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Russia is suddenly making nice with its foes, as the Kremlin seems to be launching a charm offensive ahead of the increasingly likely victory in the US presidential elections of Joe Biden.
In the last weeks the Kremlin has made several overtures to countries with which it has been in conflict for years, as it worries not only about a potentially more aggressive White House under Biden, but the ongoing falling away of all the Cold War era missile treaties that could lead to a new arms race.
In the most recent gesture, Russian President Vladimir Putin suggested on October 14 Russia was open to resuming full economic co-operation with Ukraine.
"We are ready to resume full-scale co-operation with Ukraine any time. The level and depth of co-operation between our facilities has been very deep and this brought about mutual benefit, kept jobs, ensured good salaries. We are ready to resume full-scale co-operation with the Ukrainian partners," Putin said as cited by Prime.
Putin supported the idea of Prime Minister Mikhail Mishustin to restart supplies from several Ukrainian facilities. "Let's see this as the first goodwill gesture from our side," Putin said.
Mishustin said that he hopes that Ukraine will respond to the Russian measure by allowing exports of two Russian companies.
Only three weeks ago Putin also offered a pact with Washington against interfering with each other elections in cyberspace, in the run-up to the US presidential contest.
Foreign Minister Sergei Lavrov read out Putin's statement in a video released by the ministry, while the Kremlin chief was visiting massive military drills involving China and Iran in southern Russia.
In his statement, Putin called for the two countries to "exchange guarantees of non-interference in each others' domestic affairs including elections," and particularly noted the use of "information and communication technologies."
In another gesture the Kremlin offered to include two out of the five new hypersonic weapons it has developed that it claims can penetrate US air and anti-missile defences in a new Strategic Arms Reduction Treaty II (START II) missile treaty.
The current START missile treaty is due to expire in February and is a key international security agreement that was signed in the Cold War that limits the kind and number of missiles East and West can have. The US has failed to respond to Russia’s entreaties to renew the agreement, which they argue would further undermine international security and open the way to a new arms race.
Russia has already been burned by the US decision to unilaterally withdraw from the Anti-Ballistic Missile Treaty (ABM) treaty in 2002 that limited the use and deployment of short-range missiles and was another key piece of Cold War-era security infrastructure.
Since then, Trump’s administration also unilaterally withdrew from the Intermediate-Range Nuclear Forces treaty two years ago, further eroding the international security architecture.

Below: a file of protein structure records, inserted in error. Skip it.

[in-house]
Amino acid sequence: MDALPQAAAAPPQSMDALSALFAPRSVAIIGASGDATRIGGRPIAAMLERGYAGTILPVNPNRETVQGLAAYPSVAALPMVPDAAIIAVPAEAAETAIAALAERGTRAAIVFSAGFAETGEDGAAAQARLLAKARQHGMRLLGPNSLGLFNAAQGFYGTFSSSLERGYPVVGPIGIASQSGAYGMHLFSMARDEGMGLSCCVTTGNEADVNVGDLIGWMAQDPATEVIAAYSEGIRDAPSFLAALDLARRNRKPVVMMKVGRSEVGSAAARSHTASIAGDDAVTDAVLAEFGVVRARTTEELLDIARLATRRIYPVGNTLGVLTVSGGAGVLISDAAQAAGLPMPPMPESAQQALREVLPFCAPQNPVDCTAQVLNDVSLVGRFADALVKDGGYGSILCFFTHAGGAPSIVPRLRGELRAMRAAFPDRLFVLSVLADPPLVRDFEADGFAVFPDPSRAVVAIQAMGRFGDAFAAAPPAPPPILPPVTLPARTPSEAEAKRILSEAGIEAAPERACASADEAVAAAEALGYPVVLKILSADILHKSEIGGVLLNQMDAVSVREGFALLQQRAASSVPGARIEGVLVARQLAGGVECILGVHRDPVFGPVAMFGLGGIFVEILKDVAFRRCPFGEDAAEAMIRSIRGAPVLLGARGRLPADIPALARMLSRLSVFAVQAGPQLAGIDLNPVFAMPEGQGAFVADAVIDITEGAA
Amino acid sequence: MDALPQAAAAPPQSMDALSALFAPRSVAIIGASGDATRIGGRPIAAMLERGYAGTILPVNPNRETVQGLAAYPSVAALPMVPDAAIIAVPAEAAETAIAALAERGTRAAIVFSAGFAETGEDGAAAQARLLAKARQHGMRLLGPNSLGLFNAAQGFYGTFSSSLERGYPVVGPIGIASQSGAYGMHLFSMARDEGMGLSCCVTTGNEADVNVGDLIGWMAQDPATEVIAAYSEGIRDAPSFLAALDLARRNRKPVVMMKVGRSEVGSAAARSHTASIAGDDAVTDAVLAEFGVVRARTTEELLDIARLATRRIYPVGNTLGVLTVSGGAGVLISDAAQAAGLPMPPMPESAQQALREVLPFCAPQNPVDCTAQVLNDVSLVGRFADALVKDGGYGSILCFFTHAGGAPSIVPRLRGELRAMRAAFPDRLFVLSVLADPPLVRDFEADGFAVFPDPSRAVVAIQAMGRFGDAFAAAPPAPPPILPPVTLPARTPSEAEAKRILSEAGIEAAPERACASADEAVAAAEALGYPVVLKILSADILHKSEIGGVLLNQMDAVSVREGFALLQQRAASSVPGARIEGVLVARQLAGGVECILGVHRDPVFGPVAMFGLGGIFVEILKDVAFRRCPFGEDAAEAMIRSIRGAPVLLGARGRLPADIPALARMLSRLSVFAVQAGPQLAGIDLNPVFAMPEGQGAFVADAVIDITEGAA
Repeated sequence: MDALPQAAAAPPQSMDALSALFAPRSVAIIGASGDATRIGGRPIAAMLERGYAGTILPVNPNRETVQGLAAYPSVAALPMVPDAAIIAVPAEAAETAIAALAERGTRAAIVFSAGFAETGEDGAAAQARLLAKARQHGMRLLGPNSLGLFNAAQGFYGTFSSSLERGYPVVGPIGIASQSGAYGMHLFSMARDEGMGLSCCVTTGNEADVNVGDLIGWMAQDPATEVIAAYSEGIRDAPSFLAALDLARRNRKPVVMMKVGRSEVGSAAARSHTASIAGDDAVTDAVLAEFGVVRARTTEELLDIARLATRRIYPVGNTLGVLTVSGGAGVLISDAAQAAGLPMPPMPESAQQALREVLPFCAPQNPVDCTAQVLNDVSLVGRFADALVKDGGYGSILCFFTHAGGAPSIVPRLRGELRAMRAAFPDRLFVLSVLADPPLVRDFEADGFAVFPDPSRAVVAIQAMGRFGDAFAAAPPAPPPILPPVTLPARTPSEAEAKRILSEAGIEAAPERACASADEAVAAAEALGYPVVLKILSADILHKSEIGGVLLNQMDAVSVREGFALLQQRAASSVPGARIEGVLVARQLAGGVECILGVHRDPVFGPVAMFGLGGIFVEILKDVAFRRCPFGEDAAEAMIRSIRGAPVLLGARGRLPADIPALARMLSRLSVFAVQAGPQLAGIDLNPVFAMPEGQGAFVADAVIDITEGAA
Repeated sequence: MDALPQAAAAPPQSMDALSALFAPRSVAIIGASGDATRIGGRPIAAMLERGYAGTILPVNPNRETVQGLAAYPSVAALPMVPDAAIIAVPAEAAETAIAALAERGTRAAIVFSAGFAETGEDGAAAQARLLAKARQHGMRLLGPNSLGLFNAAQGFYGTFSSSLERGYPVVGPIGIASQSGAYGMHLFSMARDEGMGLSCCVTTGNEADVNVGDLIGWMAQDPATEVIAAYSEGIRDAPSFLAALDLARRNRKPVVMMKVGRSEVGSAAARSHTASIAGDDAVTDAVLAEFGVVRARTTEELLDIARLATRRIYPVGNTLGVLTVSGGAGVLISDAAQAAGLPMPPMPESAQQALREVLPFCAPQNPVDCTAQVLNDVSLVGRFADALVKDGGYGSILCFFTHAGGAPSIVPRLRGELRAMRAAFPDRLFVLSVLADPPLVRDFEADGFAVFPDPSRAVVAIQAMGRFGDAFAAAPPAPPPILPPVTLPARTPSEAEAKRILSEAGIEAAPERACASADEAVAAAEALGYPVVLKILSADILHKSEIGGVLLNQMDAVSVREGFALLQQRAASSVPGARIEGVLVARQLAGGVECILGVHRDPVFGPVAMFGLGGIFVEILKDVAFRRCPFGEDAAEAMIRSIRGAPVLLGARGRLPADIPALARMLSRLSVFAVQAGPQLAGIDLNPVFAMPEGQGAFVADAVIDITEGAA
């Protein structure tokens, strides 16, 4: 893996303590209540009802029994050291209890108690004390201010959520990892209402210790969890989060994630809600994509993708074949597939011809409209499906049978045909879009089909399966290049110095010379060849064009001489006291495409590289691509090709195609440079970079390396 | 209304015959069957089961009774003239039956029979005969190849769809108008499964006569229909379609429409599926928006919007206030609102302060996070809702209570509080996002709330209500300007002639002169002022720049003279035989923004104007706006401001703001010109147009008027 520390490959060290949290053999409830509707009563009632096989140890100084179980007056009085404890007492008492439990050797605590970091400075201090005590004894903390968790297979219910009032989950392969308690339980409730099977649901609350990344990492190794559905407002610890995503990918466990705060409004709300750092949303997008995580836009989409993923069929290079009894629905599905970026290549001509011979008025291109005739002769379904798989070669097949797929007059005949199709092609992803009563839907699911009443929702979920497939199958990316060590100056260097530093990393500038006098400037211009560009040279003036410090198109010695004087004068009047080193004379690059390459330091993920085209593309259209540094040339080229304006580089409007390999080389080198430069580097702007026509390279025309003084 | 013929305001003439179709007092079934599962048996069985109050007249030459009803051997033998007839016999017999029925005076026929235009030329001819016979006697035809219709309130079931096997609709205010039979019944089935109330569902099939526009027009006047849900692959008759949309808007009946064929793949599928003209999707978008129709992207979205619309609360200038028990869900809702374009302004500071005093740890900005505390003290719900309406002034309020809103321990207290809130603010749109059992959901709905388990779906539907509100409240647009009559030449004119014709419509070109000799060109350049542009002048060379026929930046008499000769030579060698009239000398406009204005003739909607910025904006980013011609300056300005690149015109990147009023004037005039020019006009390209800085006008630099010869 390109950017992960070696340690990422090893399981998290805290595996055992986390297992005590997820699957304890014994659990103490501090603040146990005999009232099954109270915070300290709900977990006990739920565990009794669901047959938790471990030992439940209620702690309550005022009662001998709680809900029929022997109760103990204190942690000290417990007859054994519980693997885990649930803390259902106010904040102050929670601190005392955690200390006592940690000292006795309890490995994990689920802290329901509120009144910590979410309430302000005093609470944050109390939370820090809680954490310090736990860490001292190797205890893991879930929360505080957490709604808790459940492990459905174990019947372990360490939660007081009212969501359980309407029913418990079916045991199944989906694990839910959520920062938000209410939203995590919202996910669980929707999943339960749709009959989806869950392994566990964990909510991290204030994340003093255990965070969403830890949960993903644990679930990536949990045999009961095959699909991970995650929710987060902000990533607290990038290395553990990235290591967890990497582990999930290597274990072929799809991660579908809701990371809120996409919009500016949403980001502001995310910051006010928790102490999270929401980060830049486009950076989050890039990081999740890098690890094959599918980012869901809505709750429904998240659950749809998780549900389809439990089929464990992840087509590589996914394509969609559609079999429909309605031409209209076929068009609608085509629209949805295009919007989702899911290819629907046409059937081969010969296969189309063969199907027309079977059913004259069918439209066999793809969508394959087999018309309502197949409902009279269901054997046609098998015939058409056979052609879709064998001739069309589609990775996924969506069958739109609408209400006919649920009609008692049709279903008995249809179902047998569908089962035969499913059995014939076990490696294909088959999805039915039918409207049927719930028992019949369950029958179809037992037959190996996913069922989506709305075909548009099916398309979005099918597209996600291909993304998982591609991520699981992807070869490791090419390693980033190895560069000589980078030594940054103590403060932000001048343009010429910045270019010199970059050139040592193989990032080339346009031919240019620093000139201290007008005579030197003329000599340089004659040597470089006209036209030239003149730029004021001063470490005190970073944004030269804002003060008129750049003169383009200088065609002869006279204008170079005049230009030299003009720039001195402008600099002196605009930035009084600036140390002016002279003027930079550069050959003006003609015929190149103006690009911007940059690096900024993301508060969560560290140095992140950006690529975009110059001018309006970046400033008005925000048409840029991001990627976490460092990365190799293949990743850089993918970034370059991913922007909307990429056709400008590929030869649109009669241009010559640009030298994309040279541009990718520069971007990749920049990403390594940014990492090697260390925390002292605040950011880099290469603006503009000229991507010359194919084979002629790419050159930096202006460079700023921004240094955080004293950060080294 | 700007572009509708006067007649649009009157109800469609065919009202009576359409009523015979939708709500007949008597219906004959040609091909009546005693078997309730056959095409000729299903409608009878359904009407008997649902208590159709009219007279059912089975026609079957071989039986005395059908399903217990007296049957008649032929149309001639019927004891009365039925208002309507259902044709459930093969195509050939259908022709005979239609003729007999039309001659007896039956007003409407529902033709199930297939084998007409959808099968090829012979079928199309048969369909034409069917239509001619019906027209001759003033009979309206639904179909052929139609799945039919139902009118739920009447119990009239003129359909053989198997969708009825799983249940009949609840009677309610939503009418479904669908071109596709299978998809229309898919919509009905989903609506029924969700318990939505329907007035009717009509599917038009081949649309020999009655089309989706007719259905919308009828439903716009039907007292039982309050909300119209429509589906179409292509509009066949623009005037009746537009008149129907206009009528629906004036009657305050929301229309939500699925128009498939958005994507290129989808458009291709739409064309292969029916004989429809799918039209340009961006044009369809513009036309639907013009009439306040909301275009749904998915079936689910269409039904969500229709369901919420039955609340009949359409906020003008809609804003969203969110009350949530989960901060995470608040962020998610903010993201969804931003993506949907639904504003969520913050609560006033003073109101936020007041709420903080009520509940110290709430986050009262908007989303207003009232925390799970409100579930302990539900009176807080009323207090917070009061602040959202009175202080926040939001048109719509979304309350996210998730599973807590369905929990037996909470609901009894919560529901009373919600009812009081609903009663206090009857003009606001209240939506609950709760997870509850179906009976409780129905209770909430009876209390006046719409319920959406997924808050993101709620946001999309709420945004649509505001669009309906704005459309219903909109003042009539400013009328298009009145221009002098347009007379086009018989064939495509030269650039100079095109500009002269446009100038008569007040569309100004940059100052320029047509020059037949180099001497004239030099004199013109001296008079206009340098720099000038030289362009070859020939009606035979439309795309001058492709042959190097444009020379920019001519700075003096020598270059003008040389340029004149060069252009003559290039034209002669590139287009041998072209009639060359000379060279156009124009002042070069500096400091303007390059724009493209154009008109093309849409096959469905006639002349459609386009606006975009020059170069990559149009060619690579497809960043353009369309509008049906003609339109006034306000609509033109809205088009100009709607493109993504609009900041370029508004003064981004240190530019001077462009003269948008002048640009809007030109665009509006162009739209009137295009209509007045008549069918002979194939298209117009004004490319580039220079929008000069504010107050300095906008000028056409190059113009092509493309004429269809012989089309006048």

The end of the ABM treaty was followed by the US proposal of a “missile shield” to protect Europe against “rogue states” but actually amounted to the deployment of short-range missiles along Russia’s western border. Putin follow the collapse of the ABM treaty by a campaign to modernise Russia’s army, starting in 2012, and then the annexation of Crimea in 2014 to secure ownership of the Sevastopol Naval Base on the Black Sea, which includes a strategic nuclear submarine port.
Renewing the START missile treaty is a short-term goal, but more generally if Biden wins the US presidential election in November then relations between Russia and the US are expected to deteriorate further, as Biden is considered to be a hawk on Russia, whereas US President Donald Trump has been decidedly soft on Russia and has a good relationship with Putin.
The prospects for a new START treaty are poor, as “achieving common ground is impossible against the backdrop of ultimatums employed by Washington," Lavrov said on October 14. START II would oblige Russia and the US to reduce the number of their strategic nuclear missile launchers by half.
“There is no such prospect. I personally don’t see such a prospect,” the FM replied. “My colleagues who work … with the American delegation don’t see such a prospect either.” However, Lavrov added that Moscow would never say it was closing the door on negotiations or curbing contact with Washington on the issue.
In the same interview Lavrov called for a return to traditional diplomacy and the end of the “language of ultimatums.” He conceded that talks with Washington are cold, but insisted that both sides should work to find “points of contact” and try to settle their differences.
Part of the problem with the talks is that Washington is also insisting that Moscow put pressure on Beijing to join the agreement. Beijing says it has no interest in doing so and is, like Russia before it, in the midst of modernising its army. China has also started to flex its newly developed military muscles, especially in the South China Sea, where it has several territory disputes with its neighbours.
Reflections from our correspondents on the ground in the Russian capital.
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